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Home > News & events > News > Diabetes and kidney research charities team up to tackle diabetic kidney disease
Diabetes can damage the blood vessels in the kidneys and impair their function, leading to the development and progression of kidney disease . Up to 50% of people living with diabetes can experience kidney disease , with one in five people with diabetes needing treatment for it during their lifetime. Diabetes is also a leading cause of end-stage kidney disease , with almost one in three people who need dialysis or a kidney transplant having diabetes.
These statistics, outlined in Kidney Research UK’s Health Economics report on kidney disease, are striking, so we’re joining forces with Diabetes UK and Kidney Research UK to tackle the issue. We share a common interest in preventing people with diabetes from experiencing kidney damage, by detecting kidney disease early, slowing its progression, and developing kinder and more effective treatments for it.
The three research charities have come together to drive forward our understanding of the gaps in research into diabetes and kidney disease, and spot opportunities for future research. This partnership has a particular appreciation of the need for translational research, transforming scientific discoveries into real life benefits quickly, with people with lived experience of these health conditions at its heart.
We invited experts in diabetes and kidney disease, including academics, clinicians , and people with lived experience to a workshop. The day began with an introduction by the workshop co-chairs Professor Claire Hills, Professor in Renal Physiology at the University of Lincoln, Sanjay Mistry, who is a kidney and pancreas transplant recipient, and Dr Kieran McCafferty, Consultant Nephrologist at Barts Health National Health Service Trust.
We heard findings from surveys and focus groups of people with lived experience of diabetes and kidney disease. This was followed by a panel discussion of people with lived experience of diabetes and/or kidney disease, chaired by Sanjay. This session gave us valuable insights into the research priorities of people, to help inform our strategy. The consensus from the panel was that there is a lack of joined-up care across different health services and that people are often made to feel blame and guilt for developing kidney disease as a result of their diabetes.
Then, Dr Janaka Karalliedde, Clinical Reader in Diabetes and Cardiovascular Disease at King’s College London, discussed his perspective as a clinical researcher. He highlighted gaps in care and shared that identifying diabetic kidney disease is the best marker that someone may be at risk of other complications of diabetes, demonstrating the wider impact of improving early detection and care in this area.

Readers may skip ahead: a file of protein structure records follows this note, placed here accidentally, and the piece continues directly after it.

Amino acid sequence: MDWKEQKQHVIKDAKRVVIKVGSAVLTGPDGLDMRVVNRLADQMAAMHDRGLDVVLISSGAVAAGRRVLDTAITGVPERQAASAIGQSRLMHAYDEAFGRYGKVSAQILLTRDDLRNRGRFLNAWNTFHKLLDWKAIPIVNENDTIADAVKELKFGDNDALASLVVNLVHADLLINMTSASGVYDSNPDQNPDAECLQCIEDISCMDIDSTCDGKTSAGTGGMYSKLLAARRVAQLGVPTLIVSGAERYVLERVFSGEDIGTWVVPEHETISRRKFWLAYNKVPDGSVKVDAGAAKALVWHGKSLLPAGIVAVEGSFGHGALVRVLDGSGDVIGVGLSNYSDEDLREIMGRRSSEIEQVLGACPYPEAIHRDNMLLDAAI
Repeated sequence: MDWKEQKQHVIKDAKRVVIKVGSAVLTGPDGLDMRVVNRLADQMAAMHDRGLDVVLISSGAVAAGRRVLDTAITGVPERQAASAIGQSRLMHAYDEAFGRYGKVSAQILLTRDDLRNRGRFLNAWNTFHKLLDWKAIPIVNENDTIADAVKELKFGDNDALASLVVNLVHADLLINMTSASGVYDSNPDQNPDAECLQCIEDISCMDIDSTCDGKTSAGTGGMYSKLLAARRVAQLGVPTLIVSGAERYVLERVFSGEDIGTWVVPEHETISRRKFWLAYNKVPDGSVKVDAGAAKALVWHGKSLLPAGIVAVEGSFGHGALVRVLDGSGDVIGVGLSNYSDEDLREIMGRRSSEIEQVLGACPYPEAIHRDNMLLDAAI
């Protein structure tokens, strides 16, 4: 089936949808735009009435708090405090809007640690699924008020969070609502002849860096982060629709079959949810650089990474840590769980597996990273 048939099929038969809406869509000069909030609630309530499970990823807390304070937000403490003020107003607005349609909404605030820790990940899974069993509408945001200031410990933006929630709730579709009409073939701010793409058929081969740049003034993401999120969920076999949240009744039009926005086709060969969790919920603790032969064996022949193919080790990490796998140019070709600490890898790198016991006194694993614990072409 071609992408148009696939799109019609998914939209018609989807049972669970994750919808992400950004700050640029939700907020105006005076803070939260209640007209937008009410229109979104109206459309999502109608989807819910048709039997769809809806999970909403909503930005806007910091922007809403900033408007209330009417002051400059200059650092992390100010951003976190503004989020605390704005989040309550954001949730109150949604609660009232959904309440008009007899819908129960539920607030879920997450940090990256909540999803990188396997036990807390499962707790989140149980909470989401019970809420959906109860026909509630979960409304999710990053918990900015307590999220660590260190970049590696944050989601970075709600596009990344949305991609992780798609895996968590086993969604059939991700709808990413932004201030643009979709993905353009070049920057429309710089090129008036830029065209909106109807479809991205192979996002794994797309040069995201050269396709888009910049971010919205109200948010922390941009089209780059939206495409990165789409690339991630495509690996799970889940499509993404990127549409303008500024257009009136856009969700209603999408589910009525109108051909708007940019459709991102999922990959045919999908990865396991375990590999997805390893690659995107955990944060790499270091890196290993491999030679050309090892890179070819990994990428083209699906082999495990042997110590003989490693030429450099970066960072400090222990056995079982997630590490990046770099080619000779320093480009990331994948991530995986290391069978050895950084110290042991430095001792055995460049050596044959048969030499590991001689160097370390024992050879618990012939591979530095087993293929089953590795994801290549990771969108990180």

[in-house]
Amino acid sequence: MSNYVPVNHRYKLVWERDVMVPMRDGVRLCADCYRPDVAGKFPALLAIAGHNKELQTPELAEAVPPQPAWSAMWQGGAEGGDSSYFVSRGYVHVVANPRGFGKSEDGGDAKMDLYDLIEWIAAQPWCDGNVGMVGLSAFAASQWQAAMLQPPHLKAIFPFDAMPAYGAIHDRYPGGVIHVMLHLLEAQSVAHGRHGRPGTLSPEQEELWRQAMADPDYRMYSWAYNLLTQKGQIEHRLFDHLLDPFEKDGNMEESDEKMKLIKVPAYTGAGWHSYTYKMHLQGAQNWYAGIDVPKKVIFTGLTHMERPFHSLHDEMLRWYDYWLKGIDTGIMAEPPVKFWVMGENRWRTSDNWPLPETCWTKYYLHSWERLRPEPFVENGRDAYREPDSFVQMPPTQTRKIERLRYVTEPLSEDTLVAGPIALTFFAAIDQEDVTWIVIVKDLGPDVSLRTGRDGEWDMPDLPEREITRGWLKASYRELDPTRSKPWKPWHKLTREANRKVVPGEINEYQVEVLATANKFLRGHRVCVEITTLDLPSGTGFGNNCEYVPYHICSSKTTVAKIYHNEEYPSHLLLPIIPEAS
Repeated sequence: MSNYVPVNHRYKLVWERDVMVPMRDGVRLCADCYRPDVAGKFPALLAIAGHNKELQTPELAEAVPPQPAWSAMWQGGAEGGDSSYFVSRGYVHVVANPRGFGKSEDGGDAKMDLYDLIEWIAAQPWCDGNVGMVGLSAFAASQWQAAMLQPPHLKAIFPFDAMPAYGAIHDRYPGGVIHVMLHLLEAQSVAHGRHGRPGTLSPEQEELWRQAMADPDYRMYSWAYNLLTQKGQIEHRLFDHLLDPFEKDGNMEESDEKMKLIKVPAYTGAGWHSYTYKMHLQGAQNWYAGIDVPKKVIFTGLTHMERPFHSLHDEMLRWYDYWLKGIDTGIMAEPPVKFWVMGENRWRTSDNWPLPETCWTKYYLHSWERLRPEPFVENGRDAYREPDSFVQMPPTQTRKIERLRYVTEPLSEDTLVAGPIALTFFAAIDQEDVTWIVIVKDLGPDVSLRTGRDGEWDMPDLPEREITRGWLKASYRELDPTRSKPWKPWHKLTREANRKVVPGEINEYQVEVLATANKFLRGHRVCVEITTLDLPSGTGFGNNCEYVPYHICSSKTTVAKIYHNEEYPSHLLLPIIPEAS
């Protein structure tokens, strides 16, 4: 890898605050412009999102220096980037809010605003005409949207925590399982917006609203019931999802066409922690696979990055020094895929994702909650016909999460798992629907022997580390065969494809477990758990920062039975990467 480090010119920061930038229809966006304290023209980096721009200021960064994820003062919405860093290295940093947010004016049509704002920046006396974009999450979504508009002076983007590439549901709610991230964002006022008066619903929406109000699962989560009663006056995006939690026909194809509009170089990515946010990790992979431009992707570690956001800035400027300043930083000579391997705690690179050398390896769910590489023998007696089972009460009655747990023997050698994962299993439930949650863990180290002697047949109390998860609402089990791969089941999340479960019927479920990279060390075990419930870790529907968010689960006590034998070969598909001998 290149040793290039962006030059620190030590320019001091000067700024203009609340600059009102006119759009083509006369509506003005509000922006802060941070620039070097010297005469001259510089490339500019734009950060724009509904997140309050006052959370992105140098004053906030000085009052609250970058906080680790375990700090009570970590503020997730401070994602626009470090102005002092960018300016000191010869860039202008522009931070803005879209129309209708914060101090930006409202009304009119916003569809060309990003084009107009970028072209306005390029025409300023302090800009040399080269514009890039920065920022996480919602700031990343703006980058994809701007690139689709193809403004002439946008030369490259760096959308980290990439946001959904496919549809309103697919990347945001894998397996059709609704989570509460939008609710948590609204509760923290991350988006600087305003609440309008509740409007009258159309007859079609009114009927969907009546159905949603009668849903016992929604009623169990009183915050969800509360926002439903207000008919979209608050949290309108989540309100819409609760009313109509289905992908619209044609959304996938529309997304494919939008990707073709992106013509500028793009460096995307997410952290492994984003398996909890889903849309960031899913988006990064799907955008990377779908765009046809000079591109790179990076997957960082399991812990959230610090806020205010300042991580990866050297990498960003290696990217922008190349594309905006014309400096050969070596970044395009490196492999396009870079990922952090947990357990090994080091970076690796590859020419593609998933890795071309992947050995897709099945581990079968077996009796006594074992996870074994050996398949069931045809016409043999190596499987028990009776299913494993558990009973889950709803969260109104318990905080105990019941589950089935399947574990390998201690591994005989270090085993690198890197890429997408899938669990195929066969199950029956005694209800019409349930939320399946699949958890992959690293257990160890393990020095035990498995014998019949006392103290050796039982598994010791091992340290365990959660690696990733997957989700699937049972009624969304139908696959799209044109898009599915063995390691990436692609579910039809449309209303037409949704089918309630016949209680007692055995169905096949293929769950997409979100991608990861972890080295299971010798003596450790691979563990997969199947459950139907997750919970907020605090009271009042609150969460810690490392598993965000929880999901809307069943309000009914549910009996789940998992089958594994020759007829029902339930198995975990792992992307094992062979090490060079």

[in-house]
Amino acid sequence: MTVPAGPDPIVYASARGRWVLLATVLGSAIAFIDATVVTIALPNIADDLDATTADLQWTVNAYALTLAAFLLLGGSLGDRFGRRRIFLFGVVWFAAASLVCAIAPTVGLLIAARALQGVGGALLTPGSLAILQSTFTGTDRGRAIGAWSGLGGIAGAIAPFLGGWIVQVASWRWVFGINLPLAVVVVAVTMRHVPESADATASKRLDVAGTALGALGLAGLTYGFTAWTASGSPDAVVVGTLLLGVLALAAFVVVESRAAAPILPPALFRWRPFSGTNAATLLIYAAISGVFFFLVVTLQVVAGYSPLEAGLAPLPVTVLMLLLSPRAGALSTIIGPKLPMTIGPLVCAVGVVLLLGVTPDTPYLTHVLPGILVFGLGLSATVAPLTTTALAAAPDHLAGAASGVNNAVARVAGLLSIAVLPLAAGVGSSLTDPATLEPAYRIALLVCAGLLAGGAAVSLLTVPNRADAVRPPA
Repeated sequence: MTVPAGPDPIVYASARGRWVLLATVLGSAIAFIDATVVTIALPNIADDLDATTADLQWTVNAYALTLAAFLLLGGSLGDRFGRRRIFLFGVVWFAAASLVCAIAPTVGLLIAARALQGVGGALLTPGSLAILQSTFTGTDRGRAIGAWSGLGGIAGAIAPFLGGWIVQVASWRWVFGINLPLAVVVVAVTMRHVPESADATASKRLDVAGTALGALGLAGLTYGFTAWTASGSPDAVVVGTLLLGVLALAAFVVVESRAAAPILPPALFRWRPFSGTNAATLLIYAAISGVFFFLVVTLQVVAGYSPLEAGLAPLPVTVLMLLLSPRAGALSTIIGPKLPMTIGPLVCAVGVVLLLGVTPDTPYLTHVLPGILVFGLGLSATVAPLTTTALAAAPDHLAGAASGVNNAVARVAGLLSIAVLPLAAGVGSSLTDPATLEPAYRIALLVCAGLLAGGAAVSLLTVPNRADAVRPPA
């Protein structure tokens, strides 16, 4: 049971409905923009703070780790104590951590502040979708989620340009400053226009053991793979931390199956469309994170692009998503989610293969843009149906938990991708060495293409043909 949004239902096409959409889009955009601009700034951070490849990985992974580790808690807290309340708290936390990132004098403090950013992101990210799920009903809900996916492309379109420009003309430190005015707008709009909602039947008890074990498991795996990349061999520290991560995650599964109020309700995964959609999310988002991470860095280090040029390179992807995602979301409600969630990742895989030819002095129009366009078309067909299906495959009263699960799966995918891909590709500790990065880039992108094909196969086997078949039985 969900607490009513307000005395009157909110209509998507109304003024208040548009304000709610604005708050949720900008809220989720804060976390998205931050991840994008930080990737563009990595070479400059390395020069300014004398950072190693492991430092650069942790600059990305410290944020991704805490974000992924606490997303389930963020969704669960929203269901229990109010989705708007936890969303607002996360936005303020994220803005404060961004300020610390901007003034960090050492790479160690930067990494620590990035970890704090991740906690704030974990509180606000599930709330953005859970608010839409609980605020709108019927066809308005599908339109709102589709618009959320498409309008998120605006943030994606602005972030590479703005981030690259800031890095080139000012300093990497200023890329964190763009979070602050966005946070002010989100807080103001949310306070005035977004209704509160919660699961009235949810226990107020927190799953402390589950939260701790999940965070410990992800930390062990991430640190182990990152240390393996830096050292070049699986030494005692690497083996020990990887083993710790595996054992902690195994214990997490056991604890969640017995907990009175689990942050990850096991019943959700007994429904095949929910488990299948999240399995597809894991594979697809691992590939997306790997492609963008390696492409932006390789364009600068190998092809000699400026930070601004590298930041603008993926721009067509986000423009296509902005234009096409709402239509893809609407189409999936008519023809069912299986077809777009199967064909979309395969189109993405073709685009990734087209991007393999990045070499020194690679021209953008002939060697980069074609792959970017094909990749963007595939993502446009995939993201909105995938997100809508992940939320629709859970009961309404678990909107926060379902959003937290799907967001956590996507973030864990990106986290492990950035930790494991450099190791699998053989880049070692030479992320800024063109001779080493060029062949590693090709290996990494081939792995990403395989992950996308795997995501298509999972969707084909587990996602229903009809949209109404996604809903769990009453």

Next to take the stage was Professor Anna Solini, Associate Professor in Internal Medicine at the University of Pisa, who set the scene in the world of lab-based research. Anna explored the complicated biology underpinning diabetic kidney disease, and explained current and emerging treatments against kidney damage.
These speeches were followed by an insightful session on the role of industry in research by William Cole, Life Sciences Partnership Manager at Kidney Research UK. William emphasised the need for charities to collaborate and work strategically with industry to drive new research and accelerate the translation of this research into successful treatments to help people with diabetes and kidney disease.
The next session began with breakout groups pinpointing research questions for scientists to explore in the future. After feeding back to the room and networking over lunch, we worked together to refine the research questions, which focused on six overarching themes: Causes, diagnosis, prevention, treatments, day-to-day management, and improved care.
Now, the three organisations will draft an article together, summarising the outcomes of the workshop. We’ll share it at the Diabetes UK Professional Conference 2024, to help bring in more investment and get researchers working on this issue sooner.
We urgently need to change the story about diabetes and kidney disease. This partnership is the first step towards a new narrative where fewer people with diabetes experience kidney damage, and those who do can access less invasive treatments that make a real difference to the progression of kidney disease. We are raising the voices of people living with diabetes and its complications, accelerating focused research fuelled by collaboration, and championing coordinated care pathways, which could transform the quality of life of people with diabetes and kidney disease.
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